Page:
Posted 07 June 2016

Lawyers are raking in fees from the blizzard of summonses issued by the SA National Roads Agency (Sanral) over the non-payment of e-tolls. The Organisation Undoing Tax Abuse (OUTA), which is fighting e-tolls, has its own legal team to defend the summonses, and has brought in one of the top legal minds in the country, Gilbert Marcus SC, to prepare for the court battle that lies ahead. This is likely to drag out for years, and could clog the court system. 

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We're in an election, and it doesn't look good for the ANC

Posted 06 June 2016

It's official. We are in an election and nearly 3m new voters have registered. Gareth van Onselen crunches the numbers, and suggests it doesn't look good for the ANC. It's unlikely it will win the 60% it claimed in the last election, but much depends on the energy of the opposition in these last few months before voting.

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Klatzow to take on FNB in class action

Posted 01 June 2016

A forensic scientist is planning to bring a class action suit against FNB over its systemic failure to represent its clients' interests on online banking fraud cases. The trigger for this was an attempt by FNB to reach a partial rather than a full settlement of a client's claim that R300,000 was stolen out of her account. FNB attempted to push at least some of the blame on the client. 

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The fight back begins, Greek activists block home foreclosures

Posted 28 May 2016

Where is South Africa's spirit of protest over outrageous bank behaviour in removing people from their homes? Greek activists have taken to protesting outside court houses and successfully blocked 800 home repossessions in the process. Perhaps South Africans will wake up from their slumber and start a similar movement here. Any takers?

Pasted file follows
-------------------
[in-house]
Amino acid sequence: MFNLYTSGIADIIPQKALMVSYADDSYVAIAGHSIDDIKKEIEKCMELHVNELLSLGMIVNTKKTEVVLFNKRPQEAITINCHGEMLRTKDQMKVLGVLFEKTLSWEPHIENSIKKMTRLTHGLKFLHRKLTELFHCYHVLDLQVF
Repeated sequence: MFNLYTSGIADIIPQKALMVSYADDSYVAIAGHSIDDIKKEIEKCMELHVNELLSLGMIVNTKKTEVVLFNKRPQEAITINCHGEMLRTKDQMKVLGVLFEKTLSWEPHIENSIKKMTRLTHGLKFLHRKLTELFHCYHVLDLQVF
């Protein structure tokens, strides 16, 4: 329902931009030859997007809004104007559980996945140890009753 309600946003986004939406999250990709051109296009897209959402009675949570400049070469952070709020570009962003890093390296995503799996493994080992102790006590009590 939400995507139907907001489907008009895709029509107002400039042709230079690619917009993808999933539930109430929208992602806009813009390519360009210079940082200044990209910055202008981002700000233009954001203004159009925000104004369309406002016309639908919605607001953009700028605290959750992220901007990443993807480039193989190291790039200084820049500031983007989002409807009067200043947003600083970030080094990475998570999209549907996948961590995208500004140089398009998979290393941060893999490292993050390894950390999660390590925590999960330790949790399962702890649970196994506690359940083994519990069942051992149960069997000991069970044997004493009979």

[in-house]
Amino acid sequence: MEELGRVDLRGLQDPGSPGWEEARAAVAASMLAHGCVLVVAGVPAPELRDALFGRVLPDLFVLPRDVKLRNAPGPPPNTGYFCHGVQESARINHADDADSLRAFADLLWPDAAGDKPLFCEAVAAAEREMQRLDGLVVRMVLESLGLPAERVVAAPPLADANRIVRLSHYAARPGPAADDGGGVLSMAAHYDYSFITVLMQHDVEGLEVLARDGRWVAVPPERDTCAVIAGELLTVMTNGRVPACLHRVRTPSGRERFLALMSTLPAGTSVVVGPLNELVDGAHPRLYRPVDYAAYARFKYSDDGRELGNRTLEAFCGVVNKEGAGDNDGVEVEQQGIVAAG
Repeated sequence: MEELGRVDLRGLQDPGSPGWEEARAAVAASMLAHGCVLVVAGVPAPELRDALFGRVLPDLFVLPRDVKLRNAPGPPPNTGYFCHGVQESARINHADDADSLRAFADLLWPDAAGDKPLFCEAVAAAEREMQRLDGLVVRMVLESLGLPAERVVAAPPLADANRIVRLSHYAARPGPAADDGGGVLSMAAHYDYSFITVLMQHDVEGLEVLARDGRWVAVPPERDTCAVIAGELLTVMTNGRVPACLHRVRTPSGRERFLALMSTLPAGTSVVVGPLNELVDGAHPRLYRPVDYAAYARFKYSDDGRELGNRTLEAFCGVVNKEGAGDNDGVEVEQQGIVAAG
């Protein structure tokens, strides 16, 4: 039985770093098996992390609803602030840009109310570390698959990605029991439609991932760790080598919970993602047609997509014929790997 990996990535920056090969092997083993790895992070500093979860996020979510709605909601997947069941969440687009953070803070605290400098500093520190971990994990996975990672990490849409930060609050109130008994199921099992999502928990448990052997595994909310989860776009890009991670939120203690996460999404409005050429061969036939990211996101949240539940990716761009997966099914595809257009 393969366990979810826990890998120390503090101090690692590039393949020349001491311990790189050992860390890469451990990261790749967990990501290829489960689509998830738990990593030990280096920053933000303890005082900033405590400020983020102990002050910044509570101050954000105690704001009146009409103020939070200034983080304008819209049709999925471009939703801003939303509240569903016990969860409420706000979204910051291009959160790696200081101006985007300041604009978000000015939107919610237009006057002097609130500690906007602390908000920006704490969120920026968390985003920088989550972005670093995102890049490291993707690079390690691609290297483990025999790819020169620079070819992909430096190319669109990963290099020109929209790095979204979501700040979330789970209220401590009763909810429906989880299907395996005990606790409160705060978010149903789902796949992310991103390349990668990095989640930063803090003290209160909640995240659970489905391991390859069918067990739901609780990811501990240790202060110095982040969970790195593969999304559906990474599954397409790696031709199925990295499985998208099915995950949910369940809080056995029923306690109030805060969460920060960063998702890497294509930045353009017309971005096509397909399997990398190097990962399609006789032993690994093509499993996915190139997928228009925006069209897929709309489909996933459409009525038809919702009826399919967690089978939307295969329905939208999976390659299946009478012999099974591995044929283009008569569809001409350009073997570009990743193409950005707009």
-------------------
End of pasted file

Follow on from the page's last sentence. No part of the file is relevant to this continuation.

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Judge takes just 45 seconds to dismiss DA's attempt to suspend head of public prosecutions

Posted 26 May 2016

Judge Dolamo took just 45 seconds to dismiss a case brought by the Democratic Alliance calling for a commission of inquiry into the National Director of Public Prosecutions, Mongcobo Jiba, who has a long and storied history of going to bat for President Zuma in his own troubles with the law.

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How one woman beat the big banks by reading the small print in her mortgage bond

Posted 25 May 2016

What happened to Lisa Epstein in the US echoes the experience of thousands of South Africans faced with foreclosure - fuzzy legal language, missing documents and a simple strategy of bankruptiung their clients by dragging out legal arguments. Lisa studied up securitisation on her own, read the small print, and finally beat the bank. Here's what happened. 

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Gordhan being hounded by a disintegrating government

Posted 23 May 2016

Finance minister Pravin Gordhan's "imminent" arrest for allegedly setting up a rogue investigations unit in SA Revenue Services some years ago is a symptom of the disintegration within the government. The Hawks could better use their time chasing down the R25,7bn in irregular spending reported by the auditor general in 2014, and nearly R1bn more in fruitless and wasteful spending. 

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Criminalisation of cartel conduct comes into effect

Posted 19 May 2016